A senior traffic policeman in Nairobi was depositing an average of Sh300,000 every day in his bank account at the height of a crackdown on public service vehicles conducted in June, the Sunday Nation can reveal.
The officer was identified and investigated by matatu industry players who reported the matter to Inspector-General David Kimaiyo.
The officer is one in thousands of rogue policemen in Nairobi and other towns who are minting hundreds of millions of shillings every month in a syndicate through which PSV operators pay “protection” fees so that their vehicles can operate without being impounded.
The syndicate involves leaders of various matatu Saccos who collect the money from their members and pass it on to the policemen.
As a result, unserviceable and unroadworthy vehicles as well as those carrying excess passengers and goods are allowed to operate freely while those speeding are ushered through police roadblocks, often with disastrous consequences.
Thursday night’s road accident on the Maai Mahiu-Narok road which killed more than 40 people is the latest example of the consequences of the greed that has overshadowed every effort to bring sanity to Kenyan roads. The bus involved in the accident was carrying excess passengers.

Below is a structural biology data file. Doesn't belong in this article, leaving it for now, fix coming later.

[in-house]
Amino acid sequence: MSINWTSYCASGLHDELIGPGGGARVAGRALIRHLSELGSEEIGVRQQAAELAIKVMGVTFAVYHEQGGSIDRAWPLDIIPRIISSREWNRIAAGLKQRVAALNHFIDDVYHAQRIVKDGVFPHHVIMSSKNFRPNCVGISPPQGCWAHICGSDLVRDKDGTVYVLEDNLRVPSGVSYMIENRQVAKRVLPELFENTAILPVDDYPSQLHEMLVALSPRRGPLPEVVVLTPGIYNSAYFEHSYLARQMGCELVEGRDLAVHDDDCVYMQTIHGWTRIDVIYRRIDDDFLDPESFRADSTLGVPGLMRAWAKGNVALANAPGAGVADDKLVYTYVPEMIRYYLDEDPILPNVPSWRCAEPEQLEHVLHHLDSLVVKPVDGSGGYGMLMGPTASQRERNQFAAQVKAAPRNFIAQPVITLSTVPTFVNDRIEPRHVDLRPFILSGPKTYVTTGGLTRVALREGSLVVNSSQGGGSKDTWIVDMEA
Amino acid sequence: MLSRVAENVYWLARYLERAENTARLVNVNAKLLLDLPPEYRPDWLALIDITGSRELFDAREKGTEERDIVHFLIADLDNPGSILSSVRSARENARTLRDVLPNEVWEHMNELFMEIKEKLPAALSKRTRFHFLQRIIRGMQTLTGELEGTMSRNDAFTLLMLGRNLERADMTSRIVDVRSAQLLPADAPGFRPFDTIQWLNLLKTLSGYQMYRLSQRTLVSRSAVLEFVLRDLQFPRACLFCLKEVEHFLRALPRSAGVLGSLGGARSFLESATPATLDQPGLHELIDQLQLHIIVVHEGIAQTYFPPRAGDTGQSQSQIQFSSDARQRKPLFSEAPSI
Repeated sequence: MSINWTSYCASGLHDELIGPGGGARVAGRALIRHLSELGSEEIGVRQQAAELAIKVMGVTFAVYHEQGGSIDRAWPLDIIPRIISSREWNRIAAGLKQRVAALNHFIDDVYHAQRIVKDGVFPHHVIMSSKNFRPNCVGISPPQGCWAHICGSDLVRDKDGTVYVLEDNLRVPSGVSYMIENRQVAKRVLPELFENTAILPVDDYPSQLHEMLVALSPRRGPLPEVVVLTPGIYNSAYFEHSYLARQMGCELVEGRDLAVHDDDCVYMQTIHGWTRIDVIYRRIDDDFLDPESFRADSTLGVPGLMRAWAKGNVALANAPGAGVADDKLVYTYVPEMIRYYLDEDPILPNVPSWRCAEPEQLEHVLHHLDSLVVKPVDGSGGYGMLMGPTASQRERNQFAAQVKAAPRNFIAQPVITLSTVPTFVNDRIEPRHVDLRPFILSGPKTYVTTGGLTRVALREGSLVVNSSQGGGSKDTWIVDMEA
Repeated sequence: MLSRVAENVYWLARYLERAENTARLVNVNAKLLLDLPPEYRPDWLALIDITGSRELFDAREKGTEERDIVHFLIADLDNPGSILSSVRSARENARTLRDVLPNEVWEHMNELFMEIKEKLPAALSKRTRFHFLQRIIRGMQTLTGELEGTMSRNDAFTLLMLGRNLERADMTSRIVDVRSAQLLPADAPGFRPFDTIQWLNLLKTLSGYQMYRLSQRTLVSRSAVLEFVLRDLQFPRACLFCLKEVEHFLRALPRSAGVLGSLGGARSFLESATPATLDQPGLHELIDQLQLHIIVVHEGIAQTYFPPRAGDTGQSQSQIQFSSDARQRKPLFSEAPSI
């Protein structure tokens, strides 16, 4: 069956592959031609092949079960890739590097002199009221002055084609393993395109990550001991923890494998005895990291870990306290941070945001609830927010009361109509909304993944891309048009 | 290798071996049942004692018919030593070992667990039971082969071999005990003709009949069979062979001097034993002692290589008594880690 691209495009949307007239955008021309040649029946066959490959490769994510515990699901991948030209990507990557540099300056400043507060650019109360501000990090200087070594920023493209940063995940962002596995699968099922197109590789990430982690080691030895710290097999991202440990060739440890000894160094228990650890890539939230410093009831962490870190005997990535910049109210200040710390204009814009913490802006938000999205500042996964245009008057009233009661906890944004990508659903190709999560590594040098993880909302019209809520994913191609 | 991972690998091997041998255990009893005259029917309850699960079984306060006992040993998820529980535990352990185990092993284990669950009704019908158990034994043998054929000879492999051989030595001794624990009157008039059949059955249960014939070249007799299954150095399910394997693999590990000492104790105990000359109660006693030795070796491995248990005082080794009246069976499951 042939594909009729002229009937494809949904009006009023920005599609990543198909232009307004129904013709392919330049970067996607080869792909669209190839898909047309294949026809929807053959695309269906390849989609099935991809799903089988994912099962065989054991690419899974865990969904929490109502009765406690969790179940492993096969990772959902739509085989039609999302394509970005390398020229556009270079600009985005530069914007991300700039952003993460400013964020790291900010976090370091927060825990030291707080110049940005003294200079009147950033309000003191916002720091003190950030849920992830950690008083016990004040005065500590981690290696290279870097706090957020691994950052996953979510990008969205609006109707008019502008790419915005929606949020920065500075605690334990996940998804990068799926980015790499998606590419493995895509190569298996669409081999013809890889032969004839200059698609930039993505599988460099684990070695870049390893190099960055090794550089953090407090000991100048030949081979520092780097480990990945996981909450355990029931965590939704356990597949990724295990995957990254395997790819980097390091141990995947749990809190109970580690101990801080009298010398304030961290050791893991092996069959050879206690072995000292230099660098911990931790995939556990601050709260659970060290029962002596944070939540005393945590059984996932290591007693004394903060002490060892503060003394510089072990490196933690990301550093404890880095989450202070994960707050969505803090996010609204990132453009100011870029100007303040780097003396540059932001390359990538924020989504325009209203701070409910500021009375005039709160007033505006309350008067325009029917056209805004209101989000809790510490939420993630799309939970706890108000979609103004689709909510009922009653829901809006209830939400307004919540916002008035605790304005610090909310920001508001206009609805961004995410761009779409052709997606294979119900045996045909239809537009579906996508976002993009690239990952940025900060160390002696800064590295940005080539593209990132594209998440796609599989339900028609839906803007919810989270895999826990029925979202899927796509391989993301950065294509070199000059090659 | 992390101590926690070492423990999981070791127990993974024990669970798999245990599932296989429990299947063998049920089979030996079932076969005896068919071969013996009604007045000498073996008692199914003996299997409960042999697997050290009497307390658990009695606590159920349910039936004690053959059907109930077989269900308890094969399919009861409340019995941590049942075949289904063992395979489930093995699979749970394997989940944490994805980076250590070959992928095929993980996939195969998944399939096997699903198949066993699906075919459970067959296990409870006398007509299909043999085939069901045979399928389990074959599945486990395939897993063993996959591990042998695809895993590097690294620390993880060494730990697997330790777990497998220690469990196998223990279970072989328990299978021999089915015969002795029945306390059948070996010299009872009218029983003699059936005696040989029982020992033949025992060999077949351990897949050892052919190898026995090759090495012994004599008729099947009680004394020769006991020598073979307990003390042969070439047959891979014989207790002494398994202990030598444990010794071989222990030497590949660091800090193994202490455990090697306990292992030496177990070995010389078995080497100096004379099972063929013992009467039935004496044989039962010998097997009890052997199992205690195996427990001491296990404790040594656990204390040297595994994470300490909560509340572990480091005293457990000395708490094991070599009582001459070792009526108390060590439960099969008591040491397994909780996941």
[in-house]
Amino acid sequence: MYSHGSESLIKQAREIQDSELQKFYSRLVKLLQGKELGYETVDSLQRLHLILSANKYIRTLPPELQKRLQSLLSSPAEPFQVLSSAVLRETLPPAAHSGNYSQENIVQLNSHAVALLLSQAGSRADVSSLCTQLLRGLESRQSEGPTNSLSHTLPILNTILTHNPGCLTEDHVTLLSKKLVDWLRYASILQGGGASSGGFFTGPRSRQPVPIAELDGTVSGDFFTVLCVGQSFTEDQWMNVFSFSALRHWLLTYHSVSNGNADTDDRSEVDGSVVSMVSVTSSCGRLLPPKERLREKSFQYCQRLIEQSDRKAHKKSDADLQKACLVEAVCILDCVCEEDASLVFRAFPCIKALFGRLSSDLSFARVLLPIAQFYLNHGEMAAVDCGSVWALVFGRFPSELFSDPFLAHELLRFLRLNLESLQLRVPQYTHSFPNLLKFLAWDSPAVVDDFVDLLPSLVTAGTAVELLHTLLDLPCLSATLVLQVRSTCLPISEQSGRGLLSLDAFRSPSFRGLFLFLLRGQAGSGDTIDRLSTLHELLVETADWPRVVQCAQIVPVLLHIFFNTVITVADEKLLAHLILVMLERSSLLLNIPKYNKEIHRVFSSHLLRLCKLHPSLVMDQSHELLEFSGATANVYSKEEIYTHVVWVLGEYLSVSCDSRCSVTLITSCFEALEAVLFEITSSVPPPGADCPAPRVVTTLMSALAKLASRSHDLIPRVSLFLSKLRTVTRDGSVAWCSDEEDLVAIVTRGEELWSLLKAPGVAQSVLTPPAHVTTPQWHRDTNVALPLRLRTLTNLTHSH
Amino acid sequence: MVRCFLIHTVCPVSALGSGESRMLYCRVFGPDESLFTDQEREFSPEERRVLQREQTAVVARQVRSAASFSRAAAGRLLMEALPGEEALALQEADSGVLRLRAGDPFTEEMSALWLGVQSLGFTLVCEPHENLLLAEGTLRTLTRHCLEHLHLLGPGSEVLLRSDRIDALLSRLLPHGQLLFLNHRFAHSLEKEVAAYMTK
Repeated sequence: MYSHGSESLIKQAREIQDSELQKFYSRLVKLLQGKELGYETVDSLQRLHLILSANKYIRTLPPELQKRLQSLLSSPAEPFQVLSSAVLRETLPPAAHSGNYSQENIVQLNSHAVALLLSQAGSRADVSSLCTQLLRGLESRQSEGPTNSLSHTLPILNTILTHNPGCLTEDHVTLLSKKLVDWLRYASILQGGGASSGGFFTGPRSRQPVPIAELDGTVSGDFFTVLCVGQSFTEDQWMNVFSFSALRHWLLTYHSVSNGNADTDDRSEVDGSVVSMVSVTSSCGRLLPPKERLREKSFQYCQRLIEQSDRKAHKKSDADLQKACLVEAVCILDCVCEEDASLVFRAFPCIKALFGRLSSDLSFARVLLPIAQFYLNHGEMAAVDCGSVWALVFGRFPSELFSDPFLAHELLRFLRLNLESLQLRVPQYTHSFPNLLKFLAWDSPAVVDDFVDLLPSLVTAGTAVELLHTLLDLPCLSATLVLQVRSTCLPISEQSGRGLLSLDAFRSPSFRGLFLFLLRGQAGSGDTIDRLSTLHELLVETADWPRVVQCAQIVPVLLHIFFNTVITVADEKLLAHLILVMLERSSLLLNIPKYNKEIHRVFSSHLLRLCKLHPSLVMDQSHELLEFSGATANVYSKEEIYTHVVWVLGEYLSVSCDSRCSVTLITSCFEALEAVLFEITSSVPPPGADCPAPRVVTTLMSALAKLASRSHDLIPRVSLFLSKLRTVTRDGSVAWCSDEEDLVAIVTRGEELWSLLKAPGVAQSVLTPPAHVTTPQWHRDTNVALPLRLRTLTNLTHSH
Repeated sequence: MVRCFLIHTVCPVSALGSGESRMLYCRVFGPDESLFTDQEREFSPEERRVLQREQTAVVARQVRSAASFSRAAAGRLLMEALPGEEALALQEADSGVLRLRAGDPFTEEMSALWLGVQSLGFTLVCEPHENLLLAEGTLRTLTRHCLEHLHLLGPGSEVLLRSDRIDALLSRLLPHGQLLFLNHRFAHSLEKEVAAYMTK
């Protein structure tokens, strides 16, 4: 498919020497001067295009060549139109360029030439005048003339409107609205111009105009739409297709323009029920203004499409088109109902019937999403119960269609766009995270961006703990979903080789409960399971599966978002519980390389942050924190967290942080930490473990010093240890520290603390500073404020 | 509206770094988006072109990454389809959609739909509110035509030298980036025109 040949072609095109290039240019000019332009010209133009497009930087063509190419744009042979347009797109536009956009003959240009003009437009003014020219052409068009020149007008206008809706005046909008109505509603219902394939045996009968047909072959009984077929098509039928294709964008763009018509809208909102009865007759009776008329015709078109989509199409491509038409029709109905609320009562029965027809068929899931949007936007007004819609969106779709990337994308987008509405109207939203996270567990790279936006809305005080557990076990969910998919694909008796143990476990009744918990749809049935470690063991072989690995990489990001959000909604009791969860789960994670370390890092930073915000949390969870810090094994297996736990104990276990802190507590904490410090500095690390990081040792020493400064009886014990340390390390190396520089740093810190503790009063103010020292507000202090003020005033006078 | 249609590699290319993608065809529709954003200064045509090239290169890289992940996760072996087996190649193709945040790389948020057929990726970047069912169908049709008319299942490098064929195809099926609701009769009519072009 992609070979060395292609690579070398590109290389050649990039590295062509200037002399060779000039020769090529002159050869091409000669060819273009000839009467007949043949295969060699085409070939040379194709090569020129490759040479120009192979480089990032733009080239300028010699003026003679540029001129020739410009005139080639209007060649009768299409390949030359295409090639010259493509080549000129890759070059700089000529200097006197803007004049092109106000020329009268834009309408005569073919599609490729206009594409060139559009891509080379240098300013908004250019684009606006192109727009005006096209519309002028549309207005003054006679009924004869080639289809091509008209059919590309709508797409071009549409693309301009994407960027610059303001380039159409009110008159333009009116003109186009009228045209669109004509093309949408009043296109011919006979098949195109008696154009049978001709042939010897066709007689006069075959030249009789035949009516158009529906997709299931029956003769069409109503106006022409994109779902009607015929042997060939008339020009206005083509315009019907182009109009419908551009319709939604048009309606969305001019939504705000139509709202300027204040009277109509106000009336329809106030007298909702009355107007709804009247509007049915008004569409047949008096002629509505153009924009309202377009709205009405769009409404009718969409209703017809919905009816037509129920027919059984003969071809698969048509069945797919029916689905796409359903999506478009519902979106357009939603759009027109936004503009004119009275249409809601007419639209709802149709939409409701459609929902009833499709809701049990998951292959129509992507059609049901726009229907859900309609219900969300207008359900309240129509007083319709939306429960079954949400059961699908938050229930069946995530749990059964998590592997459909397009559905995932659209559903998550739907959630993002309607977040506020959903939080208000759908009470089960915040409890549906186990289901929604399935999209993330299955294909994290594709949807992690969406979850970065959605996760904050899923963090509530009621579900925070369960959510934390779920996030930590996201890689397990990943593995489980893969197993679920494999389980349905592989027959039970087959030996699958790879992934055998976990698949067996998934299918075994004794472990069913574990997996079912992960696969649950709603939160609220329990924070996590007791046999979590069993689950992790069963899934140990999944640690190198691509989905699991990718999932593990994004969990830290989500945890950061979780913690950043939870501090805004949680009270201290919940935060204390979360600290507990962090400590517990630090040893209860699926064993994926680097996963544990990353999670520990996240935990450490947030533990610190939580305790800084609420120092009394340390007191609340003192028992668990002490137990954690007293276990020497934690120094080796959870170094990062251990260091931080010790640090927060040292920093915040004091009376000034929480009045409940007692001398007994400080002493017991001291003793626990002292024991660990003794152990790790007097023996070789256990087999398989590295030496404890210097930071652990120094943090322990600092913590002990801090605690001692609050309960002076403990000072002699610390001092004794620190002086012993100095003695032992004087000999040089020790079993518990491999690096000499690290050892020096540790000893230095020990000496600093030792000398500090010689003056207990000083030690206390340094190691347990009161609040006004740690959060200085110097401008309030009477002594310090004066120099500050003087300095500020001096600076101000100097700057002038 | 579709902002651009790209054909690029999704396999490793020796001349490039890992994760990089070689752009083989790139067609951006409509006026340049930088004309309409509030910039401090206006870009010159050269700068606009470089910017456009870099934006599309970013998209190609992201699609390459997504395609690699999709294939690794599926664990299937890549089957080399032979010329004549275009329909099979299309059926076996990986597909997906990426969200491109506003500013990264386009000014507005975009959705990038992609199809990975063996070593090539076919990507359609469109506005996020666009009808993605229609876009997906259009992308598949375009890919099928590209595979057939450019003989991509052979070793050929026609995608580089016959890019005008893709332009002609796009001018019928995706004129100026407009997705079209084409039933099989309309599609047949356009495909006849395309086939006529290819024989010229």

It also did not have papers to show it had gone through inspection by ministry of Transport officials, a mandatory process for PSVs.
The Sunday Nation also established that another senior traffic officer in Nairobi receives a bribe of Sh100,000 every Friday from one matatu Sacco. It could not be established how much the officer collects from other Saccos operating in the routes under his jurisdiction but indications point to staggering amounts.
“Saccos and bus companies are forced to create a slash fund to bribe senior officers and operate ‘peacefully’. Money is delivered by an agreed individual. One Sacco with about 50 vehicles is parting with Sh100,000 every week to an officer who earns Sh40,000 a month,” a matatu official familiar with the dealings told the Sunday Nation.